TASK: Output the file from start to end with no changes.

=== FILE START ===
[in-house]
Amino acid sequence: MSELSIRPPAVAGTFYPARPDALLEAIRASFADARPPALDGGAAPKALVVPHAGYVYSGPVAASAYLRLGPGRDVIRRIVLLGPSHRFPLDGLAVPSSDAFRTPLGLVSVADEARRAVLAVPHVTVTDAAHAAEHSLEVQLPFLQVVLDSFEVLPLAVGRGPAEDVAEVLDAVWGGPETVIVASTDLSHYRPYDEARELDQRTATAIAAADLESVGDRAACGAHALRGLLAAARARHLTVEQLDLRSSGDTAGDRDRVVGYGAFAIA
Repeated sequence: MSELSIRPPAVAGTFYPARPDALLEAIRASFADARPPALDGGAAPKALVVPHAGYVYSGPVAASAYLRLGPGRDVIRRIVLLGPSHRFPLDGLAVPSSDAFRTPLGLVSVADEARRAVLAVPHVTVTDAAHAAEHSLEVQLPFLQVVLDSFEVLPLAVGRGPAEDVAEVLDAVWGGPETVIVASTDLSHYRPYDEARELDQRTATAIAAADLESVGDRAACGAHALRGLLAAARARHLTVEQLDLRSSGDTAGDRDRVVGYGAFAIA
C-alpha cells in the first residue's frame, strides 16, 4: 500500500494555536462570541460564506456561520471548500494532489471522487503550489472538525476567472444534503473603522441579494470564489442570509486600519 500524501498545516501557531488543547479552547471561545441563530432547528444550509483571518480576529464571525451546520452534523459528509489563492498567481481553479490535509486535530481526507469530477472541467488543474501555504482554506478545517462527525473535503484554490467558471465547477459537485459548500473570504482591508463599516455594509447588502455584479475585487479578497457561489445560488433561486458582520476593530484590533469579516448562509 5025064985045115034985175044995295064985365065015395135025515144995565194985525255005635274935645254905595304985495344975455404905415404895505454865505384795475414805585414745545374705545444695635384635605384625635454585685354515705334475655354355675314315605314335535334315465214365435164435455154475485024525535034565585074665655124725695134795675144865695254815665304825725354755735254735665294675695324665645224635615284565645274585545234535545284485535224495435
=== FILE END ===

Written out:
[in-house]
Amino acid sequence: MSELSIRPPAVAGTFYPARPDALLEAIRASFADARPPALDGGAAPKALVVPHAGYVYSGPVAASAYLRLGPGRDVIRRIVLLGPSHRFPLDGLAVPSSDAFRTPLGLVSVADEARRAVLAVPHVTVTDAAHAAEHSLEVQLPFLQVVLDSFEVLPLAVGRGPAEDVAEVLDAVWGGPETVIVASTDLSHYRPYDEARELDQRTATAIAAADLESVGDRAACGAHALRGLLAAARARHLTVEQLDLRSSGDTAGDRDRVVGYGAFAIA
Repeated sequence: MSELSIRPPAVAGTFYPARPDALLEAIRASFADARPPALDGGAAPKALVVPHAGYVYSGPVAASAYLRLGPGRDVIRRIVLLGPSHRFPLDGLAVPSSDAFRTPLGLVSVADEARRAVLAVPHVTVTDAAHAAEHSLEVQLPFLQVVLDSFEVLPLAVGRGPAEDVAEVLDAVWGGPETVIVASTDLSHYRPYDEARELDQRTATAIAAADLESVGDRAACGAHALRGLLAAARARHLTVEQLDLRSSGDTAGDRDRVVGYGAFAIA
C-alpha cells in the first residue's frame, strides 16, 4: 500500500494555536462570541460564506456561520471548500494532489471522487503550489472538525476567472444534503473603522441579494470564489442570509486600519 500524501498545516501557531488543547479552547471561545441563530432547528444550509483571518480576529464571525451546520452534523459528509489563492498567481481553479490535509486535530481526507469530477472541467488543474501555504482554506478545517462527525473535503484554490467558471465547477459537485459548500473570504482591508463599516455594509447588502455584479475585487479578497457561489445560488433561486458582520476593530484590533469579516448562509 5025064985045115034985175044995295064985365065015395135025515144995565194985525255005635274935645254905595304985495344975455404905415404895505454865505384795475414805585414745545374705545444695635384635605384625635454585685354515705334475655354355675314315605314335535334315465214365435164435455154475485024525535034565585074665655124725695134795675144865695254815665304825725354755735254735665294675695324665645224635615284565645274585545234535545284485535224495435